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Magnifying Glass IconFor a long time, the discussion around SEO and copywriting was one of conflict. Concise messaging versus a length that search engines will notice. The most benefit-driven heading for the job versus the one that includes the right keywords.

Today, though, search engines are more sophisticated. With the right support from an SEO specialist and a copywriter – in most cases not one person who professes to do it all – you can strike a balance that improves visibility, gets people to your website, and then engages and converts them with strong copy.

I’m delighted to have Gareth Simpson on the blog – someone that’s seen the evolution of SEO first-hand – to talk about that balancing act between copywriting and SEO.

Read on for some practical tips on building relationships with robots and people alike.


Does the thought of SEO fill you with dread? You’re not alone. But writing user-friendly copy and pleasing search engines doesn’t have to be mutually exclusive.  

A website that stands out with awesome copy and a unique brand voice is much more likely to rank well — it will definitely attract the right kind of digital attention. Especially if your competitors aren’t so hot on copywriting, you can make a big impression with quality copy.

And…the best sort of SEO favours quality copy and usability over anything else. A website that’s filled with poorly executed copy won’t do well with users, even if relevant keywords have been deployed here and there.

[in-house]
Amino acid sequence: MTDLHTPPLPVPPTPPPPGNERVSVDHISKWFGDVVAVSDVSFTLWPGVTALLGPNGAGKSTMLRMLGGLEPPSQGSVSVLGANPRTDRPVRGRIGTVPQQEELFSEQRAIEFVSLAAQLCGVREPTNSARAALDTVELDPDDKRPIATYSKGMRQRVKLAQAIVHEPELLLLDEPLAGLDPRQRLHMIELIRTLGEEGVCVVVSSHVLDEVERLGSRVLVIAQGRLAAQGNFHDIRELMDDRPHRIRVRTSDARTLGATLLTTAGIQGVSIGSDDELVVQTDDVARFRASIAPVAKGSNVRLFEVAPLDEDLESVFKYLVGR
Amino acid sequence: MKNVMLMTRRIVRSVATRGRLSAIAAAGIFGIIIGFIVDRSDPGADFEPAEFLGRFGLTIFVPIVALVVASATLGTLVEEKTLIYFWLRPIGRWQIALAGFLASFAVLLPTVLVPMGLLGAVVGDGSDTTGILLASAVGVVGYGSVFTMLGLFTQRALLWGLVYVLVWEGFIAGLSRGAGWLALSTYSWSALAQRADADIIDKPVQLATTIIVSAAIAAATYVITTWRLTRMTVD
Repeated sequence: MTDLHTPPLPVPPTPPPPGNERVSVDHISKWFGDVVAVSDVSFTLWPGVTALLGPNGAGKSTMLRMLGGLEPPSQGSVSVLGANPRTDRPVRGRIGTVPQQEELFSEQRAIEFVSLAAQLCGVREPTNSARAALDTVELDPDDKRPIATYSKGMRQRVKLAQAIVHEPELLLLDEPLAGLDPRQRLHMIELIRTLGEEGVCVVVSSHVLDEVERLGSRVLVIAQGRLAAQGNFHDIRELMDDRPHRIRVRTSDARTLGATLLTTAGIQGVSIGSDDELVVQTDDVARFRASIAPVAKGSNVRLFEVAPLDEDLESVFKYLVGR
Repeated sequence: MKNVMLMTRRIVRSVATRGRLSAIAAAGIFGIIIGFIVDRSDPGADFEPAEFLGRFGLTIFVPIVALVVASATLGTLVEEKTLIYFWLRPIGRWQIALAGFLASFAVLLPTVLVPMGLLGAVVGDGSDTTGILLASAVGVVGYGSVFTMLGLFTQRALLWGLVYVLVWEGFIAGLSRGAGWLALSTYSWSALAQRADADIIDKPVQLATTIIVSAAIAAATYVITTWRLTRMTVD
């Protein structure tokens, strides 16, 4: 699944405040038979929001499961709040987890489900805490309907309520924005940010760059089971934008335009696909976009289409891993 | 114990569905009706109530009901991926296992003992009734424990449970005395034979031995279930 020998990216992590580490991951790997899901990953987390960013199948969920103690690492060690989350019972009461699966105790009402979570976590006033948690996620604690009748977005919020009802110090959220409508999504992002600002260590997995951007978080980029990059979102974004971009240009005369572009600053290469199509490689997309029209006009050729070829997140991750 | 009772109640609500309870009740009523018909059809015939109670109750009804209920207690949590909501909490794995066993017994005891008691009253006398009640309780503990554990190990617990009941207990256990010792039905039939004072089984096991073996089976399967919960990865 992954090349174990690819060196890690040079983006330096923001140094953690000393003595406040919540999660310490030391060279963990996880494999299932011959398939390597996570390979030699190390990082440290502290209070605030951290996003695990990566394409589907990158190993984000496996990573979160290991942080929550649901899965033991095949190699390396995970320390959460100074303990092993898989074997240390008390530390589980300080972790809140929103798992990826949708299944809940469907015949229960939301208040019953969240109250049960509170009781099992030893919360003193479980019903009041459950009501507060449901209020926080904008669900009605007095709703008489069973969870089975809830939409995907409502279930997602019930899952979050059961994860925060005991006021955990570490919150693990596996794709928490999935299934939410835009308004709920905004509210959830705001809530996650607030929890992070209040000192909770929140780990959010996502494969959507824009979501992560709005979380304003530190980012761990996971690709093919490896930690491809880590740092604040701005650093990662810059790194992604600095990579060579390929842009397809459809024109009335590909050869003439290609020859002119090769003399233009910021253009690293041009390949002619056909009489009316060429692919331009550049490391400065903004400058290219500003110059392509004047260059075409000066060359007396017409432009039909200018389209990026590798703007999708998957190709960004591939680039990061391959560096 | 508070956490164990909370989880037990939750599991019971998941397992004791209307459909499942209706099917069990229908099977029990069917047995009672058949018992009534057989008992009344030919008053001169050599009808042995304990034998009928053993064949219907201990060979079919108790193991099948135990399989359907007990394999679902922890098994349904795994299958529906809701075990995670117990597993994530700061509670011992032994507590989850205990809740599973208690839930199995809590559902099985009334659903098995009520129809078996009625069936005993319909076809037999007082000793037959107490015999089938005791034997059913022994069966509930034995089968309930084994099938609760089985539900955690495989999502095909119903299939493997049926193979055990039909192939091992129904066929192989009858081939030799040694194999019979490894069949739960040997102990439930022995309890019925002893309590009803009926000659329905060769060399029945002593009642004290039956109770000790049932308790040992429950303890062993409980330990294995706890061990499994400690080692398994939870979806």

Here is what you need to know about juggling both SEO and copywriting as part of a web project — integrate SEO and copy efforts for maximum commercial gain.

Define page purpose from day one

One of the most important web rules that will be universally accepted by copywriters and SEOs alike is the ‘one page = one purpose’ rule.

A web page needs to:

  • Justify its own existence
  • Offer value to the user
  • Point the user towards a single (commercial) goal
  • Be unique

Pages that are woolly, confused, overwrought, unclear, and asking the user to do ten different things at once, aren’t going to convert well.

The key to writing elegant web copy and having a site that’s universally sound from an SEO perspective is defining page purpose in clear terms. Be 100% clear on what each individual page and URL is adding to the overall customer experience, and be ruthless when it comes to culling (and creating) web copy.

One easy way to do this is to crawl your site’s existing URLs and pop them into a spreadsheet — where you can clearly set out the purpose, theme, and goal for each page. (This crawling tool is free for up to 500 URLs). Approaching page purpose systematically like this will help you quickly identify which pages need consolidating down, or separating out into multiple subpages.

Decide whether search traffic is part of page purpose

There are some pages that need to rank highly in search engines, others that don’t. Don’t make the mistake of trying to surgically optimise all your pages — focus on key landing pages that are going to make a big difference to search, and leave the rest.

You are better off consolidating SEO efforts like optimisation and link equity (incoming backlinks) into a few key landing pages; trying to optimise every single page will probably result in cannibalisation (different pages ranking for the same keywords). Cannibalisation can be avoided with careful planning and keyword targeting if needed.

Being clear and concise

Another consideration that will unite both SEOs and copywriters is the need for clarity. Your customers shouldn’t be reading your website with a dictionary in hand, or be confused about what it is you actually do five minutes into reading your services page.

Website Heatmap

Image credit: https://www.nngroup.com/articles/f-shaped-pattern-reading-web-content/

Being extremely clear and precise is very important for web copy — people scan websites in the shape of an F (heatmap above), and aren’t going to be getting out a magnifying glass to decipher yours.